Digital hipsters will tell you that optical discs are already dead, but Ultra HD streaming on a Friday night is still a pipe dream for many Australians.
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Predicting the future is near impossible -- but that doesn‘t stop us all from having a red hot go. Human beings have been predicting the future since the beginning of history and the results range from the hilarious to the downright uncanny.
One thing all future predictions have in common: they‘re rooted in our current understanding of how the world works. It‘s difficult to escape that mindset. We have no idea how technology will evolve, so our ideas are connected to the technology of today.
Slowly but surely, after years of waiting and angst, 4K is becoming a thing. Ultra HD Blu-ray discs are already available in stores around the country -- at a moderate price premium over a standard Blu-ray or DVD -- and Netflix's repertoire of 4K content is growing and growing. The Panasonic DMP-UB900 is a 4K Ultra HD Blu-ray disc player that not only promises amazing improvements in picture quality, but also the best sound, including for 7.1-channel home theatre systems, as well as a design that'll be at home in the most distinguished and serious home theatres.
Panasonic's DMP-UB900 was the first Ultra HD Blu-ray player to be launched in Australia, but when it's released onto store shelves later this month it'll be more expensive than its Samsung competitor, thanks to some higher-quality audio components and apparently superior video output. Internationally, Panasonic now has two new 4K Blu-ray players launching that -- if they come to Australia -- should be pretty damn tempting, and provide stronger competition at for anyone looking to get into the new format without breaking the bank.
If you're thinking of buying a new Ultra HD TV, then you're obviously investing that little bit extra because you want it to look its best. To do exactly that, you should also invest in a 4K Ultra HD Blu-ray player and some new 4K Blu-rays. Here are our 10 favourite 4K discs, all of which you can buy right now.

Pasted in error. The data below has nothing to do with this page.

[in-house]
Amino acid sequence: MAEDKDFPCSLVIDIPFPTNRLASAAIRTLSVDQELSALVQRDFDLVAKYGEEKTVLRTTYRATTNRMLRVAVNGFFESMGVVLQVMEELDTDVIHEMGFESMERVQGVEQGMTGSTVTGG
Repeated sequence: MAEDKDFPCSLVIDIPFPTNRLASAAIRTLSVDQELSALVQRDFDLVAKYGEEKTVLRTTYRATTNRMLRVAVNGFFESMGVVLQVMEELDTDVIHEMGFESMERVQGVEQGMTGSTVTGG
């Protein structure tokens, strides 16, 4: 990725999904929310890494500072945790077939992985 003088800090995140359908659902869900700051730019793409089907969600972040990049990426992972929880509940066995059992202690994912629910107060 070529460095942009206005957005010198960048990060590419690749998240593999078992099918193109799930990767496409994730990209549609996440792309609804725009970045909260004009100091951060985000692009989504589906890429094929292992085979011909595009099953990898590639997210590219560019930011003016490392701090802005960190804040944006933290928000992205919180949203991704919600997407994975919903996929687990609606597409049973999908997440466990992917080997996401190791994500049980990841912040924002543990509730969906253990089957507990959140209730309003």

The guy next to me huffed loudly -- an explosive grunt of displeasure that had me halfway between amusement and horror. We were in a meeting room at the Hilton in New Jersey, seated in front of a giant TV with a giant sound system, and we'd just seen footage played back on Panasonic's UB900 4K Ultra HD Blu-Ray player. Compared to the competitor, it had performed well and everyone in attendance was eager to get their hands on one for testing at home.
Chimichangas. (I'm told that's a thing.) Deadpool is one of the first 4K Ultra HD Blu-ray discs that you can buy, and it's definitely the newest theatrical release that you can get hold of. As well as just being a good -- if brutal -- movie, it's also one of the two 4K movies that you should go out and buy if you want to justify your big expensive 4K TV to your friends. Of course, if you already have one.
The arrival of Ultra HD Blu-ray discs heralds the end of the much-hated region coding that has long prevented Australian consumers buying movies from overseas. Until now, discs made for one geographic market wouldn't play on machines coded for another, but the new generation of players just released abandons the old system, leaving movie buffs free to buy from the US Amazon site, for instance, with full confidence.
High Dynamic Range continues to prove its importance as Samsung's UBD-K8500 Ultra HD Blu-ray disc player lands on Australian shelves.
Panasonic jumped the gun recently in order to announce Australia's first Ultra HD Blu-ray disc first player -- I've already put the Panasonic player through its paces, but it won't actually be on sale until September and judging by overseas pricing it's likely to sell for at least $1000. Now Samsung has thrown its hat in the ring with a $599 player that hits the shelves this month.
Here's the first 4K Ultra HD Blu-ray player that you can actually go out and buy. Along with the discs that are already on sale, the Samsung UBD-K8500 is your first -- and only -- option to watch the new 4K Blu-rays that are by far the most detailed, lifelike and colourful movies you've ever seen.